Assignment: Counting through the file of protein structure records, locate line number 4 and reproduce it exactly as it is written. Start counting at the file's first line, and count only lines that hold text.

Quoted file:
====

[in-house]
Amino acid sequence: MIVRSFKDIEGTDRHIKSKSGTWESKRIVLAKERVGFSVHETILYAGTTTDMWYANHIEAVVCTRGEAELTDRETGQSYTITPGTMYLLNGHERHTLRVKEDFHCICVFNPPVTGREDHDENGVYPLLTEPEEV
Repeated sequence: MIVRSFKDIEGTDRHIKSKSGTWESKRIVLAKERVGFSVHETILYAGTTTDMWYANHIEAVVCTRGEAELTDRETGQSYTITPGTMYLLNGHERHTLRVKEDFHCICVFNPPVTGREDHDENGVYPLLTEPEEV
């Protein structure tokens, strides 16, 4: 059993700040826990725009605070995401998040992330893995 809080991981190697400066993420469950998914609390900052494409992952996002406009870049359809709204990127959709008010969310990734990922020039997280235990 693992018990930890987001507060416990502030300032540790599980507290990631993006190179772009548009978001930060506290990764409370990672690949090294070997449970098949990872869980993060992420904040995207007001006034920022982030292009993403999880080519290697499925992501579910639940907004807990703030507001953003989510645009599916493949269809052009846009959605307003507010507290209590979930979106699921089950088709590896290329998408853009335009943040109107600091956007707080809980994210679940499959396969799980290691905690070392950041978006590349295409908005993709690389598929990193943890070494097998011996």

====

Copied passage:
């Protein structure tokens, strides 16, 4: 059993700040826990725009605070995401998040992330893995 809080991981190697400066993420469950998914609390900052494409992952996002406009870049359809709204990127959709008010969310990734990922020039997280235990 693992018990930890987001507060416990502030300032540790599980507290990631993006190179772009548009978001930060506290990764409370990672690949090294070997449970098949990872869980993060992420904040995207007001006034920022982030292009993403999880080519290697499925992501579910639940907004807990703030507001953003989510645009599916493949269809052009846009959605307003507010507290209590979930979106699921089950088709590896290329998408853009335009943040109107600091956007707080809980994210679940499959396969799980290691905690070392950041978006590349295409908005993709690389598929990193943890070494097998011996």